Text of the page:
County schools may start online program

NEW CUMBERLAND – Hancock County may soon be the first school district in West Virginia to operate its own online school.

The district is awaiting word on whether it has received a grant from the Pittsburgh-based Claude Worthington Benedum Foundation to fund the school’s first year of operation, Superintendent Suzan Smith said.

Pending approval of the grant, the school board on Monday assigned 13 high school teachers to the task of developing online courses in social studies, biology, physical science, English and math.

“These would all be required classes,” Smith said.

The teachers have been given eight days in July to develop the curriculum, and the assignment also is effective for the summer of 2015.

“If this can become a reality, it’ll be great for the students,” board member John Manypenny said. “It’ll let students take some of their classes online through the high school, so it would benefit homebound students and students needing to recover course credit.”

Manypenny said the online school, once instituted, also could help increase the graduation rate and reduce the dropout rate.

The first-year funding requested for the Hancock County Online Academy is $120,000, Smith said, noting that the district should know about the grant award by the end of the week.

Also Monday, the school board:

Rescinded a draft agreement with Northern Panhandle Head Start Inc. originally approved on April 7. The agreement would have allowed Head Start to use one of the pre-kindergarten classes at Allison Elementary School in Chester.

Board member Toni Hinerman said she recommended the rescission because the board and the school administration had been given inaccurate information about the agreement.

The agreement originally was passed by a vote of 3-2 with Smith’s recommendation. Head Start’s presence in Hancock County currently includes three centers in Weirton and one at Glendale Church of the Nazarene in Newell.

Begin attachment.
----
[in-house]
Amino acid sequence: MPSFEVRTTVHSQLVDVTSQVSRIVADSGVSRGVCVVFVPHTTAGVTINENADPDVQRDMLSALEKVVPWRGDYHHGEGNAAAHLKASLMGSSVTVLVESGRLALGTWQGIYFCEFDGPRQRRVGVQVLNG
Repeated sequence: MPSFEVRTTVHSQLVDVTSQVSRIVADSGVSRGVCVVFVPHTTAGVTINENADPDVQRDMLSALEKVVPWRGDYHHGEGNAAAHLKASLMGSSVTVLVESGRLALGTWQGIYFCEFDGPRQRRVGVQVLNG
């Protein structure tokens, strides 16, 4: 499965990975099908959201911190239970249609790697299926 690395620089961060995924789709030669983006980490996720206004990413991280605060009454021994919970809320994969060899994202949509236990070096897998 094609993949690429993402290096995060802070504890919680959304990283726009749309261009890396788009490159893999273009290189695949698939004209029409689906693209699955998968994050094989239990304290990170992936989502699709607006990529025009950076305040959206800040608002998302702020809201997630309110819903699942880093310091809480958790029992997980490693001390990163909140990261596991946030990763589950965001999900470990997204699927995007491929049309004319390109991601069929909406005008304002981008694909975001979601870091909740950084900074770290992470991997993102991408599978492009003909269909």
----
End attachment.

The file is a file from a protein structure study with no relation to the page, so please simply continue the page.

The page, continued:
Learned that teachers from Weirton Heights, Liberty and Broadview Elementary school spent Monday moving into the new Weirton Elementary School and will be given two more days later in the month to finish.

“It is a reality. It’s here,” Smith said Learned that Liberty Elementary School has been named a Reward School by the West Virginia Department of Education for its “high performance and high progress.” To qualify, schools must be in the top 10 percent in reading, language arts and math on the WESTEST and have a 95 percent participation rate.

Heard a presentation from Liberty third-grader Dominic Guiddy, who was one of 13 students in the state to win the Smart 529 WV College Saving Plan Essay contest. His 100-word essay was about wanting to be a robotic engineer when he grows up.

Dominic and the school each won $500. The school’s award was given to his teacher, Nicole Drobish.

Accepted the resignation of Oak Glen High School Assistant Principal David Smith as boy’s head basketball coach.

Renewed a lease agreement with the West Virginia Department of Environmental Protection for the continuing use of a section of Lawrenceville Community Park for an air monitoring tower.

Accepted a bid of $15,000 from West Virginia Signal & Light Inc., of Kenna, W.Va., for the installation of a flashing school zone light at Weirton Elementary School.

Accepted a bid of $26,760 from the National Equipment Co., of Wheeling, for the installation of a freezer at the central kitchen location.

Approved the school meal prices for the 2014-2015 school year, including 5-cent increases for breakfast and elementary, middle and high school lunches.

Approved the board meeting schedule for 2014-2015.

Rescinded a $26,740 bid from Bob Robinson Chevrolet, of Wheeling, for a 2015 Chevrolet Silverado maintenance truck. The truck will not work with the salt spreader the district wants to purchase.

Approved revisions to the promotion/retention/advancement policy, sent the emergency-closing-of-schools policy out for revisions and recommended the additional-minutes-of-instruction policy for a first reading.